United States District Court, E.D. Oklahoma
RODNEY D. STEPHENS, Plaintiff,
MICHELLE DILLARD, et al., Defendants.
OPINION AND ORDER
A. White United States District Judge
is a pro se state prisoner in the custody of the Oklahoma
Department of Corrections (DOC) who is incarcerated at Jess
Dunn Correctional Center (JDCC) in Taft, Oklahoma. He has
filed this civil rights complaint pursuant to 42 U.S.C.
§ 1983, seeking relief for alleged constitutional
violations at his facility (Dkt. 1). The defendants are
Michelle Dillard, JDCC Nurse; Jarrod Roberts, JDCC Medical
Administrator; Cheri Atkinson, DOC Medical Services Manager;
and the DOC.
alleges that on September 19, 2018, he slipped and fell on a
wet floor, injuring his right knee. He complains he has not
received timely and appropriate treatment for the injury and
requests monetary and other relief. After review of the
complaint, the Court finds Plaintiff must file an amended
civil rights complaint on the Court's form, as set forth
courts must engage in a preliminary screening of cases in
which prisoners seek redress from a governmental entity or
officer or employee of a governmental entity. 28 U.S.C.
§ 1915A(a). The Court must identify any cognizable
claims and dismiss any claims which are frivolous, malicious,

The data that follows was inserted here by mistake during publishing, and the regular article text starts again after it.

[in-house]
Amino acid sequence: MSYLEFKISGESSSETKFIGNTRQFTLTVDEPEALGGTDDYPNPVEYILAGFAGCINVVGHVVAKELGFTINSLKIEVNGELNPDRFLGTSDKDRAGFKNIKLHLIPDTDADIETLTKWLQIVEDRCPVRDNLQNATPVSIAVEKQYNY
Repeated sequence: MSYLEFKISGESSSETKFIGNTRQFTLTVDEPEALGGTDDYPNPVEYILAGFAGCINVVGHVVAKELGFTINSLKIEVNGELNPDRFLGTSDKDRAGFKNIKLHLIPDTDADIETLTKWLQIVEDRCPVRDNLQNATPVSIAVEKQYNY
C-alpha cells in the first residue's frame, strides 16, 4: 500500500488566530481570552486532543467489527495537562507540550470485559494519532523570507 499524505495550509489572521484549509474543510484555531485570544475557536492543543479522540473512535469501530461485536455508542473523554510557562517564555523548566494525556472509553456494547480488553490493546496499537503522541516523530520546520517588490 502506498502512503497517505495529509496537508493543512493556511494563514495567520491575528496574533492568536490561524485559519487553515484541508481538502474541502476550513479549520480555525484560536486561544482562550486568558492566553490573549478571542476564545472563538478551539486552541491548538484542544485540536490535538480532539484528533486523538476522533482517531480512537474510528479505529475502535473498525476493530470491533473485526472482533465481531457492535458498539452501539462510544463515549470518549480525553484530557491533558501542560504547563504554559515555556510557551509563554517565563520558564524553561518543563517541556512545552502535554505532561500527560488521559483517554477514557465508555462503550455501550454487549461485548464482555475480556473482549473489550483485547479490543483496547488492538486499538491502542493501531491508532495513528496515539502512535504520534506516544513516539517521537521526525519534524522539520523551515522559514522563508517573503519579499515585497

fail to state a claim upon which relief may be granted, or
seek monetary relief from a defendant who is immune from such
relief. 28 U.S.C. § 1915A(b); 28 U.S.C. §
pleading standard for all civil actions was articulated in
Bell Atl. Corp. v. Twombly, 550 U.S. 544 (2007).
See Ashcroft v. Iqbal, 556 U.S. 662, 684 (2009). To
avoid dismissal for failure to state a claim under
Fed.R.Civ.P. 12(b)(6), a complaint must present factual
allegations, assumed to be true, that “raise a right to
relief above the speculative level.” Twombly,
550 U.S. at 555. The complaint must contain “enough
facts to state a claim to relief that is plausible on its
face.” Id. at 570. A court must accept all the
well-pleaded allegations of the complaint as true, even if
doubtful in fact, and must construe the allegations in the
light most favorable to the plaintiff. Id. at
555-56. “So, when the allegations in a complaint,
however true, could not raise a claim of entitlement to
relief, ” the cause of action should be dismissed.
Id. at 558. The Court applies the same standard of
review for dismissals under 28 U.S.C. §
1915(e)(2)(B)(ii) that is employed for Fed.R.Civ.P. 12(b)(6)
motions to dismiss for failure to state a claim. Kay v.
Bemis, 500 F.3d 1214, 1217-18 (10th Cir. 2007).
se plaintiff's complaint must be broadly construed under
this standard. Erickson v. Pardus, 551 U.S. 89, 94
(2007); Haines v. Kerner, 404 U.S. 519, 520 (1972).
The generous construction to be given to the pro se
litigant's allegations, however, “does not relieve
the plaintiff of the burden of alleging sufficient facts on
which a recognized legal claim could be based.”
Hall v. Bellmon, 935 F.2d 1106, 1110 (10th Cir.
1991). Notwithstanding a pro se plaintiff's various
mistakes or misunderstandings of legal doctrines or